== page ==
“Similarly, helping to steer the $1 billion financing for the McNamara Terminal at Metro Airport was a professional thrill. Being part of successfully spinning off Cobo Hall into a regional authority, which now is an example of how regional cooperation really can work, was very gratifying.”
Helping to draft the “Next Michigan” (aerotropolis) legislative package now being used around the state as an economic generator, also was satisfying, he says.  
“More recently, working on the emergency manager law and helping to apply it to turn around our distressed communities, including Detroit, has been very challenging,” McGee says.
According to McGee, all local governments and school districts in Michigan are facing some degree of financial stress, to a greater or lesser extent—in part reflecting the choices the state has made over the past 40 years about how to finance local governments and schools and the relative value placed on them. 
“Extreme thrift is the new normal,” he says. “Local governments and schools must explore new means of leveraging their resources, which will mean more cooperating and probably some consolidating. Ultimately it means increasing productivity and having fewer people in the public sector work force.”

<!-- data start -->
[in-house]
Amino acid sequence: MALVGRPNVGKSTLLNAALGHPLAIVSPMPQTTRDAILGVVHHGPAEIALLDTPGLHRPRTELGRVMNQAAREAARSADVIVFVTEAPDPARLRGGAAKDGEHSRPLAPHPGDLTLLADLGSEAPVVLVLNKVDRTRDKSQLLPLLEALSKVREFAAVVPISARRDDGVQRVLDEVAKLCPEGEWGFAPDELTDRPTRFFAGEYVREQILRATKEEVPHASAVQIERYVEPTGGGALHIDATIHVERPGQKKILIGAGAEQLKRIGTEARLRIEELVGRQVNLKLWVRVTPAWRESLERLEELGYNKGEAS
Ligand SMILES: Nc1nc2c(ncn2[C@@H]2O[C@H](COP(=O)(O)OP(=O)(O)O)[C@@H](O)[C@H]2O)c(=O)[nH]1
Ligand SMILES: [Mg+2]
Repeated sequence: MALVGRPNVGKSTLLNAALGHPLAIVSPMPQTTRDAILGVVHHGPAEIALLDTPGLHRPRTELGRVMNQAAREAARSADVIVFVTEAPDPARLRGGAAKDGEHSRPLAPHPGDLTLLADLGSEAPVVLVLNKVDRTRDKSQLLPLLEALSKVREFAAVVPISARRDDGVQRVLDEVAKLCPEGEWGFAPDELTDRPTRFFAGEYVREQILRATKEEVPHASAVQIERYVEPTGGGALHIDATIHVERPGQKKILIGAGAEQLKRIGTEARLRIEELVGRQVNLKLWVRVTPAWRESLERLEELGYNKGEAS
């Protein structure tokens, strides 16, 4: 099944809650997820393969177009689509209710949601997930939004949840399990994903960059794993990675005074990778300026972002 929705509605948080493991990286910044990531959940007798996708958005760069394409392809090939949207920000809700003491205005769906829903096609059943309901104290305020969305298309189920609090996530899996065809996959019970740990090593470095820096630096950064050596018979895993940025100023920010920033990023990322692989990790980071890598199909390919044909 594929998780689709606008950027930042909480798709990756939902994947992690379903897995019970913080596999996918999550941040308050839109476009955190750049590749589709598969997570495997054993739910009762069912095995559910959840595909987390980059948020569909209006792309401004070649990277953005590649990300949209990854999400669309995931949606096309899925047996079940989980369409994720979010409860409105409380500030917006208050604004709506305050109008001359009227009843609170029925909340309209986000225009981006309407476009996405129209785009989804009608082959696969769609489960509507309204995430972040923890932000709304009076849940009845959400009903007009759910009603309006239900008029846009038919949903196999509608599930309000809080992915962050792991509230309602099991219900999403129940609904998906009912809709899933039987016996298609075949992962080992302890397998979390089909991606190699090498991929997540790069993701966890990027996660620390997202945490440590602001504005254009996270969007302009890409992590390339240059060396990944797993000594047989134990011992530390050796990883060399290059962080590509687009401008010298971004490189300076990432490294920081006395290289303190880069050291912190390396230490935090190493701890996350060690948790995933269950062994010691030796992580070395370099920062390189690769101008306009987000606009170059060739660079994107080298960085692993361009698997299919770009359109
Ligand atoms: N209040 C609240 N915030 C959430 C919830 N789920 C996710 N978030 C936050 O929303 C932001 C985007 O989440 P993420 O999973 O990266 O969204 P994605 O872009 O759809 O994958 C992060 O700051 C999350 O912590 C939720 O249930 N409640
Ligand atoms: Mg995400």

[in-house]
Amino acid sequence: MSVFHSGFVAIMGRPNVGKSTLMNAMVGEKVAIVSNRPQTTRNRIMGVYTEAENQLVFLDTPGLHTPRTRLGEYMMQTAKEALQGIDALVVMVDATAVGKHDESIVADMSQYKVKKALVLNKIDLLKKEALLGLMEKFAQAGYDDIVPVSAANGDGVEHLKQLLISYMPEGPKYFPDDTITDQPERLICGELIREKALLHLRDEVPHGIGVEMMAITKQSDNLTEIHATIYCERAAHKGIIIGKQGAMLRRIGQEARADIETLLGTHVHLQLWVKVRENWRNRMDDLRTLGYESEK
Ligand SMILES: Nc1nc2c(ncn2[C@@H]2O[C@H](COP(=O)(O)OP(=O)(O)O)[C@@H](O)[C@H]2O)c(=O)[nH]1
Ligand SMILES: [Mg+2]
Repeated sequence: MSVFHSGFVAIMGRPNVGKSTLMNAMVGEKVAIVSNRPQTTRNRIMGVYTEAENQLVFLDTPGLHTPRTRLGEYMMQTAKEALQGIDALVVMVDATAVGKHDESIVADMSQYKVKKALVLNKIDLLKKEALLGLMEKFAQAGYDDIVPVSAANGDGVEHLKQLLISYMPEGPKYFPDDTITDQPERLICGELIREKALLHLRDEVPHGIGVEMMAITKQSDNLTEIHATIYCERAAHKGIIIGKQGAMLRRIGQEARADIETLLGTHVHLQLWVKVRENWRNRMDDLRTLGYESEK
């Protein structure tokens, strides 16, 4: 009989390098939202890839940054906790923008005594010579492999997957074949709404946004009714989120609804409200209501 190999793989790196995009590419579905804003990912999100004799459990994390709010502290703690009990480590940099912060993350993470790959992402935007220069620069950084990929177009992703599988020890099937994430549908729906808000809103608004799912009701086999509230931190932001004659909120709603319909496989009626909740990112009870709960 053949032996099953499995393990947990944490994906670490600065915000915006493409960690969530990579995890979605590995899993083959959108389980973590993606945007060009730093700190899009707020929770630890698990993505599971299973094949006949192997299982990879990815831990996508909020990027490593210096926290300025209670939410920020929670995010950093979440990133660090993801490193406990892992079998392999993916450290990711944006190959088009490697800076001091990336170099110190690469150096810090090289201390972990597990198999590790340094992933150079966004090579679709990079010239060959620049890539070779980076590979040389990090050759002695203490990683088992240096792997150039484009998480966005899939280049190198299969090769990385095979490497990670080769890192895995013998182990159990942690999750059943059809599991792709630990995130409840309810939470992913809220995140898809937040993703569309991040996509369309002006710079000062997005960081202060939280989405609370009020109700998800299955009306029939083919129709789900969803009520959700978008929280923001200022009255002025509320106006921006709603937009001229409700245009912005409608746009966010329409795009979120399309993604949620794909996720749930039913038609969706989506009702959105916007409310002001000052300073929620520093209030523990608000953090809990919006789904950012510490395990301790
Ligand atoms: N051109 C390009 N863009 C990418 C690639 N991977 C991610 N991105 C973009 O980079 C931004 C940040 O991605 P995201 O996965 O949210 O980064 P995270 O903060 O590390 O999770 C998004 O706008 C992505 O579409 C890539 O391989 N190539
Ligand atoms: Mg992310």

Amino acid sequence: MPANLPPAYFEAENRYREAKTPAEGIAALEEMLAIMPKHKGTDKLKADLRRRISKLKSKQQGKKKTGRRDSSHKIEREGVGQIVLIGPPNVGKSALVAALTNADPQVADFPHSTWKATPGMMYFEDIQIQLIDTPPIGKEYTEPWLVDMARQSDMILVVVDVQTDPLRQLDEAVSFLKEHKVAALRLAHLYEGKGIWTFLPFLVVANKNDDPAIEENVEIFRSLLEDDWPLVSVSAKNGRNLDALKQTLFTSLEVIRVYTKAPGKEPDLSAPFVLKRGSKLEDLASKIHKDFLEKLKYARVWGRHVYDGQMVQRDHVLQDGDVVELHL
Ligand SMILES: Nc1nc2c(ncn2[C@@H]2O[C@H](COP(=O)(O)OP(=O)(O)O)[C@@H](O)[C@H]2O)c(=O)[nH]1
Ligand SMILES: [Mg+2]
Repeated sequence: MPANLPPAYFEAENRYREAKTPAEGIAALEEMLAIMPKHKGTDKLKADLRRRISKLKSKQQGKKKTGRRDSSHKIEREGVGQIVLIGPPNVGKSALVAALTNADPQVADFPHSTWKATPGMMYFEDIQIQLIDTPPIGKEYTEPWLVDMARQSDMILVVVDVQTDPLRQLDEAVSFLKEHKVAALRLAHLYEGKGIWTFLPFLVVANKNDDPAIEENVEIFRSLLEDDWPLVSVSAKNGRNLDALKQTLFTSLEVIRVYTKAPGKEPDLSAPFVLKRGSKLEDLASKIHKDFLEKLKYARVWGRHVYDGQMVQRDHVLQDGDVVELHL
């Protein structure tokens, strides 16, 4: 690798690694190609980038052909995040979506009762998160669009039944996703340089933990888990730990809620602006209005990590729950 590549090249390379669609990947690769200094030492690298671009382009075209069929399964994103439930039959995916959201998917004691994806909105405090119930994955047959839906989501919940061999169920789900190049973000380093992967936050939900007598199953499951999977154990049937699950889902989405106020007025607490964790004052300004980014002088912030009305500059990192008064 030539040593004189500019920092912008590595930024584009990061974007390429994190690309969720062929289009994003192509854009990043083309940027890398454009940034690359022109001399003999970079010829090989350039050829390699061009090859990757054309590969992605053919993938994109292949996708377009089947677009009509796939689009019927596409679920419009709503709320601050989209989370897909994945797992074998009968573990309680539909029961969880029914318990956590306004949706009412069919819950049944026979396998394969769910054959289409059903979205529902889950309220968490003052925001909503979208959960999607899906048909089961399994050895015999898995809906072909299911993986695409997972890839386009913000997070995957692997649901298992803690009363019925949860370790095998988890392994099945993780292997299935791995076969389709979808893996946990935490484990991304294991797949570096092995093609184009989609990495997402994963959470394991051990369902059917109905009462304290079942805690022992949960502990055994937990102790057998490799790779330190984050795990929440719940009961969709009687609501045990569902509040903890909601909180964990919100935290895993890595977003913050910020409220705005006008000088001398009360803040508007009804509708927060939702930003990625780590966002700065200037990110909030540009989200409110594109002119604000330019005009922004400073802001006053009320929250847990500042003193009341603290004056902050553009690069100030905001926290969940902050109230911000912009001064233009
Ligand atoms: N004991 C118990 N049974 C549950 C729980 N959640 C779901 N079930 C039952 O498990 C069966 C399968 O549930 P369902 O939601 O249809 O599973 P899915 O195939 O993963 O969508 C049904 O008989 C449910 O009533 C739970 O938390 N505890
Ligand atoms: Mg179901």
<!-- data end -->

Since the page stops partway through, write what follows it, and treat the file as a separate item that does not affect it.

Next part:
Miller Canfield is currently representing the City of Detroit in bankruptcy, and McGee has worked closely with the administration. 
“I’ve found Mayor Bing to be an honorable, motivated, ethical leader of the city,” he says. “His agenda always has been to fix the city, and he’s worked countless hours with that single goal always in mind—how can the city be made better for all?  He was committed throughout 2012 to making the consent agreement work as an alternative to an emergency manager or bankruptcy. Regrettably, his commitment to making the agreement work was not shared by enough other stakeholders to allow it to succeed.”
A guest lecturer on public law and finance topics at the U-M, Michigan Municipal League and National Association of Bond Lawyers, McGee is a past board member of the Southeast Michigan Council of Governments (SEMCOG) and serves on the board of the Citizens Research Council of Michigan.
“A perfect board for a wonk,” he says. “Both are ‘good government’ institutions, and exist to bring dispassionate analysis and reasoned thought to the public policy debate. They both do so very well and are fairly regarded as honest brokers of information. We have too few of such down-the-middle policy organizations, and it’s a privilege to be associated with each. They do great work.”
McGee and his wife, Mary Fisher, celebrated their silver wedding anniversary last year, and make their home in Novi. Their son, 19, is a freshman in college, and their 16-year-old daughter is a junior in high school.
McGee’s hobbies include astronomy and cosmology, baseball, politics, golf, historical fiction, and Michigan football. He also is a great admirer of the “Mighty Mac” Mackinac Bridge, which he calls “an engineering and financial marvel, and a work of art.” In 2007, the Bridge’s 50th anniversary, he wrote an article, “The Lawyer and the Bridge: How a Public Corporation Lawyer Saved the Mackinac Bridge,” for the State Bar of Michigan’s Public Corporation Law Quarterly. The lawyer in question was an attorney from Miller Canfield, John Nunneley. 
“The article detailed the high-stakes efforts to stop the Bridge financing at the 11th hour,” McGee says. “It’s a dramatic if little-known footnote to Michigan history.”